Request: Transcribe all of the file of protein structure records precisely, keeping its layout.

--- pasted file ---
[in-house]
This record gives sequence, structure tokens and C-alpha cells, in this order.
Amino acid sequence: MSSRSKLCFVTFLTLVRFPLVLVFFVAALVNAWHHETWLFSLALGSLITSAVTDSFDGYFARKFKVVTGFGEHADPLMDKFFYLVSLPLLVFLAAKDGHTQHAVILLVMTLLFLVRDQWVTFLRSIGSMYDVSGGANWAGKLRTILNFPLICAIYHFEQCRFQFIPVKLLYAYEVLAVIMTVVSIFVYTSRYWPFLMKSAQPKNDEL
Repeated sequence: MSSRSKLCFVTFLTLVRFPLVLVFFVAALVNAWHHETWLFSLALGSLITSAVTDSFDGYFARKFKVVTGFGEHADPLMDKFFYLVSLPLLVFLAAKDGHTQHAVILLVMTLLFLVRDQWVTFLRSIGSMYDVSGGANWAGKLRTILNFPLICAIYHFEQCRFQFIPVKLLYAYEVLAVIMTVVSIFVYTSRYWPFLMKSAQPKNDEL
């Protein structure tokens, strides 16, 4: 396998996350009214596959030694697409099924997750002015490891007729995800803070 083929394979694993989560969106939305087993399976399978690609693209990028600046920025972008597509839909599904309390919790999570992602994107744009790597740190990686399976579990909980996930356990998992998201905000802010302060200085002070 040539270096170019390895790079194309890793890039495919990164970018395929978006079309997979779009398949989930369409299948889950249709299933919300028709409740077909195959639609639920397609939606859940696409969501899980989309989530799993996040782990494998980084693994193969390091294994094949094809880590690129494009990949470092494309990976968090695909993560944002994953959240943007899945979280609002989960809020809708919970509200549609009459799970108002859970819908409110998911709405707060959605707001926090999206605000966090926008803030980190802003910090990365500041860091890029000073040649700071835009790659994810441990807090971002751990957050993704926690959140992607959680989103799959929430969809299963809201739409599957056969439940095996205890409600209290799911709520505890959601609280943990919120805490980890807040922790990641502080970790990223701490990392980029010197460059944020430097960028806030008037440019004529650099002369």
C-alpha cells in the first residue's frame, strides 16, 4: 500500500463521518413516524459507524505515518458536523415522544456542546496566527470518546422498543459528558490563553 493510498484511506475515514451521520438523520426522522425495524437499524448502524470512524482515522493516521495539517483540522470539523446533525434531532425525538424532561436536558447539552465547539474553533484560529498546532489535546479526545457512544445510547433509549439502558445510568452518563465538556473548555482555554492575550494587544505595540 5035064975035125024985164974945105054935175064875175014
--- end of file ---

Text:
[in-house]
This record gives sequence, structure tokens and C-alpha cells, in this order.
Amino acid sequence: MSSRSKLCFVTFLTLVRFPLVLVFFVAALVNAWHHETWLFSLALGSLITSAVTDSFDGYFARKFKVVTGFGEHADPLMDKFFYLVSLPLLVFLAAKDGHTQHAVILLVMTLLFLVRDQWVTFLRSIGSMYDVSGGANWAGKLRTILNFPLICAIYHFEQCRFQFIPVKLLYAYEVLAVIMTVVSIFVYTSRYWPFLMKSAQPKNDEL
Repeated sequence: MSSRSKLCFVTFLTLVRFPLVLVFFVAALVNAWHHETWLFSLALGSLITSAVTDSFDGYFARKFKVVTGFGEHADPLMDKFFYLVSLPLLVFLAAKDGHTQHAVILLVMTLLFLVRDQWVTFLRSIGSMYDVSGGANWAGKLRTILNFPLICAIYHFEQCRFQFIPVKLLYAYEVLAVIMTVVSIFVYTSRYWPFLMKSAQPKNDEL
């Protein structure tokens, strides 16, 4: 396998996350009214596959030694697409099924997750002015490891007729995800803070 083929394979694993989560969106939305087993399976399978690609693209990028600046920025972008597509839909599904309390919790999570992602994107744009790597740190990686399976579990909980996930356990998992998201905000802010302060200085002070 040539270096170019390895790079194309890793890039495919990164970018395929978006079309997979779009398949989930369409299948889950249709299933919300028709409740077909195959639609639920397609939606859940696409969501899980989309989530799993996040782990494998980084693994193969390091294994094949094809880590690129494009990949470092494309990976968090695909993560944002994953959240943007899945979280609002989960809020809708919970509200549609009459799970108002859970819908409110998911709405707060959605707001926090999206605000966090926008803030980190802003910090990365500041860091890029000073040649700071835009790659994810441990807090971002751990957050993704926690959140992607959680989103799959929430969809299963809201739409599957056969439940095996205890409600209290799911709520505890959601609280943990919120805490980890807040922790990641502080970790990223701490990392980029010197460059944020430097960028806030008037440019004529650099002369």
C-alpha cells in the first residue's frame, strides 16, 4: 500500500463521518413516524459507524505515518458536523415522544456542546496566527470518546422498543459528558490563553 493510498484511506475515514451521520438523520426522522425495524437499524448502524470512524482515522493516521495539517483540522470539523446533525434531532425525538424532561436536558447539552465547539474553533484560529498546532489535546479526545457512544445510547433509549439502558445510568452518563465538556473548555482555554492575550494587544505595540 5035064975035125024985164974945105054935175064875175014